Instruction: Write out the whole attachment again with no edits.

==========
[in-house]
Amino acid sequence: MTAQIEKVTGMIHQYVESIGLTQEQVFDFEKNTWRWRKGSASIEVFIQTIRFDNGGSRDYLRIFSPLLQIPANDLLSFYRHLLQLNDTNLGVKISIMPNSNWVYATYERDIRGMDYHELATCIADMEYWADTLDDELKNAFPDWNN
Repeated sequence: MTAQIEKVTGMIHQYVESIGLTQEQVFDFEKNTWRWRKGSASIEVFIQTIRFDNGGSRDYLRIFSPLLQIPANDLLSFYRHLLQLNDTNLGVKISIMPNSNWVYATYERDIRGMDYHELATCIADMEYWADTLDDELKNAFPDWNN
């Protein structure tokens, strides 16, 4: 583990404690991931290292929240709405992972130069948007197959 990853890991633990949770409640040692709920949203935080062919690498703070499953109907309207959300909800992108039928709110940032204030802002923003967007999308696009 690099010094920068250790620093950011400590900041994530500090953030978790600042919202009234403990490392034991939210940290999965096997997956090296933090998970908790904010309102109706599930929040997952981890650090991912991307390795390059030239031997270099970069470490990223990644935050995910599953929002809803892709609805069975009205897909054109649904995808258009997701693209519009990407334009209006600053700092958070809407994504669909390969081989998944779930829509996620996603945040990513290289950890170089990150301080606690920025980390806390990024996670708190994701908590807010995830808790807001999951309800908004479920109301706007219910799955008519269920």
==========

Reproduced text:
[in-house]
Amino acid sequence: MTAQIEKVTGMIHQYVESIGLTQEQVFDFEKNTWRWRKGSASIEVFIQTIRFDNGGSRDYLRIFSPLLQIPANDLLSFYRHLLQLNDTNLGVKISIMPNSNWVYATYERDIRGMDYHELATCIADMEYWADTLDDELKNAFPDWNN
Repeated sequence: MTAQIEKVTGMIHQYVESIGLTQEQVFDFEKNTWRWRKGSASIEVFIQTIRFDNGGSRDYLRIFSPLLQIPANDLLSFYRHLLQLNDTNLGVKISIMPNSNWVYATYERDIRGMDYHELATCIADMEYWADTLDDELKNAFPDWNN
């Protein structure tokens, strides 16, 4: 583990404690991931290292929240709405992972130069948007197959 990853890991633990949770409640040692709920949203935080062919690498703070499953109907309207959300909800992108039928709110940032204030802002923003967007999308696009 690099010094920068250790620093950011400590900041994530500090953030978790600042919202009234403990490392034991939210940290999965096997997956090296933090998970908790904010309102109706599930929040997952981890650090991912991307390795390059030239031997270099970069470490990223990644935050995910599953929002809803892709609805069975009205897909054109649904995808258009997701693209519009990407334009209006600053700092958070809407994504669909390969081989998944779930829509996620996603945040990513290289950890170089990150301080606690920025980390806390990024996670708190994701908590807010995830808790807001999951309800908004479920109301706007219910799955008519269920």